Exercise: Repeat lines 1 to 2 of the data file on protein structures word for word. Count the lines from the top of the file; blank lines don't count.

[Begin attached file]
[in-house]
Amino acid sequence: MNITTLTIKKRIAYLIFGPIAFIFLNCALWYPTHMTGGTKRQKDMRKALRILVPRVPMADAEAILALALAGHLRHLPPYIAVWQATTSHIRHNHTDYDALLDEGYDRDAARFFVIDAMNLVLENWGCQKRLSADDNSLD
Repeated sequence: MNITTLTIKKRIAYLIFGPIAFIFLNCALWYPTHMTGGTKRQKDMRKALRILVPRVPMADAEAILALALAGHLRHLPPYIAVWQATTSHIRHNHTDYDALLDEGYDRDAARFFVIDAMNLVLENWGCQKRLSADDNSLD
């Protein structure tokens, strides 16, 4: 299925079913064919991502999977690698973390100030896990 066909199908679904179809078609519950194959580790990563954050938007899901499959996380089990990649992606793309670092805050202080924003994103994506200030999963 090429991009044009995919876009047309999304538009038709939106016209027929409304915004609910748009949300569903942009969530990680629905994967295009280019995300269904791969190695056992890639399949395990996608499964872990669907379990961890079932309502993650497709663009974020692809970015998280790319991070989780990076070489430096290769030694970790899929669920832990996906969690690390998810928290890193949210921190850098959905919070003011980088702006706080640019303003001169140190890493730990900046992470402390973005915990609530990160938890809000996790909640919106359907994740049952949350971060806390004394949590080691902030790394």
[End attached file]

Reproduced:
[in-house]
Amino acid sequence: MNITTLTIKKRIAYLIFGPIAFIFLNCALWYPTHMTGGTKRQKDMRKALRILVPRVPMADAEAILALALAGHLRHLPPYIAVWQATTSHIRHNHTDYDALLDEGYDRDAARFFVIDAMNLVLENWGCQKRLSADDNSLD